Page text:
Mass biometric adoption faces hurdles
One of the challenges is consumer adoption, Briggs said. There needs to be a mind shift away from the big brother mentality and toward acknowledging its utility in proving identity. The industry should adopt ethical standards that include obtaining consumer consent, limiting the time they can possess that information, and performing regular audits to ensure compliance. They must understand how biometrics are most effectively used and know the points in the customer journey where they are most helpful.
Biometrics are typically used for onboarding and re-verification, Briggs explained. Once someone is verified, they can be biometrically bound to a face and voice.
“You biometrically bind them together in such a way that they create a puzzle difficult for the fraudsters to unravel and get in the front door versus just decoding a password,” Briggs said. “It’s a way to combine those so that no one else can create the same pattern as we can. And it creates this singular serial capability that no one else can decode.”
Which biometrics are best?
Go to enough industry shows, and you’re pitched on various biometrics from face and voice to movement and heartbeat. While some are best in certain situations, Mitek is focused on face and voice because they are best aligned with the needs of clients whose customers often use their phones.
“The key is creating a combination of both the verification of the ID and the person,” Briggs said. “We like face and voice because we find it easier to detect liveness which is a key component of what we have in our technology. On the back of liveness, you’re testing whether someone has taken a picture of it if it’s authentic, if it’s a mask, those types of things.”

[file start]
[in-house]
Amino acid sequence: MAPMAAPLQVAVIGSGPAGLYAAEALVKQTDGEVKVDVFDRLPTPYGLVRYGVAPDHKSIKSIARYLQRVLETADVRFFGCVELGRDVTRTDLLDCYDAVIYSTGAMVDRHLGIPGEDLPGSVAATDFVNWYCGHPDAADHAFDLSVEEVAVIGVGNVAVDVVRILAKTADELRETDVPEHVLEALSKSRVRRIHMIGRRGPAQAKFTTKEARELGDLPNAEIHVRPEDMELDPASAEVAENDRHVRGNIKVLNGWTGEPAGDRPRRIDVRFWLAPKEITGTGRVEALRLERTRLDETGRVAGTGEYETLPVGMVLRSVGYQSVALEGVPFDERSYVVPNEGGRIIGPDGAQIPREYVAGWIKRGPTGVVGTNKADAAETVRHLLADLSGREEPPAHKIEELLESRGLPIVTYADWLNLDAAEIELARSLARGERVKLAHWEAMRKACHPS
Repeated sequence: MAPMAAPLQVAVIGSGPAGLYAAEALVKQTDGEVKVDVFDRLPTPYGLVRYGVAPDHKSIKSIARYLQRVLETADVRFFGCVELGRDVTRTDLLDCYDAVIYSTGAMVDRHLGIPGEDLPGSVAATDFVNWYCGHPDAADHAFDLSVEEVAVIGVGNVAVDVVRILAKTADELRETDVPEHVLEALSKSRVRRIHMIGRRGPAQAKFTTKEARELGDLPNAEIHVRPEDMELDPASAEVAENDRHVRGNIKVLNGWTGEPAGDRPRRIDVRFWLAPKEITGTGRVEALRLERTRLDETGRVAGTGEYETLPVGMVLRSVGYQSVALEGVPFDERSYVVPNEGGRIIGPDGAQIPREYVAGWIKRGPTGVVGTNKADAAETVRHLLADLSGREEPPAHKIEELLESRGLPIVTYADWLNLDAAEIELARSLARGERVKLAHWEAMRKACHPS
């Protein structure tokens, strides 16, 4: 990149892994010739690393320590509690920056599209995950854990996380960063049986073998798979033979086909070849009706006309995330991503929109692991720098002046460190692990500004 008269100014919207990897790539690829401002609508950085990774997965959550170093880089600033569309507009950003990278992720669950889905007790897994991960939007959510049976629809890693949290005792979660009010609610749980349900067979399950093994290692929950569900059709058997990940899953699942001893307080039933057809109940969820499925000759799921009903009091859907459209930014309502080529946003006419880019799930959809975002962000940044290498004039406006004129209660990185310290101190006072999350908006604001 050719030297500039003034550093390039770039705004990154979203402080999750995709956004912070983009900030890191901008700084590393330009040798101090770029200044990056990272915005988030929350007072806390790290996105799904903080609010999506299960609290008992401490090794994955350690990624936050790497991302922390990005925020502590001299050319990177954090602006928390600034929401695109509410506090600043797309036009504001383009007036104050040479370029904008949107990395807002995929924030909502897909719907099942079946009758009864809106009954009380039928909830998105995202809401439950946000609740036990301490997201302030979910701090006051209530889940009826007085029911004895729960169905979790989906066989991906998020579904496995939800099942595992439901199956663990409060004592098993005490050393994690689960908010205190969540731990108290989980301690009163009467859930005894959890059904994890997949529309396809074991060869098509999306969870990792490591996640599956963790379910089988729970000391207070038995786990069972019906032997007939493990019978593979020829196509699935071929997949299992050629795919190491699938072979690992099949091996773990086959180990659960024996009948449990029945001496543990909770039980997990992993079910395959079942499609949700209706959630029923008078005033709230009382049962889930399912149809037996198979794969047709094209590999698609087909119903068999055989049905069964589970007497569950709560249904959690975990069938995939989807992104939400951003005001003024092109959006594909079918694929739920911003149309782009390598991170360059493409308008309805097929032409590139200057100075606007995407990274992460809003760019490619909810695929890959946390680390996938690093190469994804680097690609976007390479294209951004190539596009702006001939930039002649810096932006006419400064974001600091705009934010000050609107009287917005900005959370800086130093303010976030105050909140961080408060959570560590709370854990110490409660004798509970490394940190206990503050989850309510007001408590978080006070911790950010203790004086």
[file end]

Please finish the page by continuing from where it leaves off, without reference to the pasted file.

Progress is also being made on voice. Mitek can separate background noise from the main voice. It can also use that ambient noise to help detect liveness. The technology can be used across settings to detect documents, noise, and face liveness.
How the downturn could accelerate biometric adoption
Briggs constantly watches state, country, and global regulatory changes. How are identities created, managed, and stored? What rights does the consumer have to override decisions?
Credit Europe’s GDPR and the California Consumer Privacy Act for advancing the right to be forgotten and encouraging corporate compliance through hefty fines. Strangely, the economic downturn has also helped. Institutions are likely debating branch closures, which means a necessary digital migration. Systems are being assessed.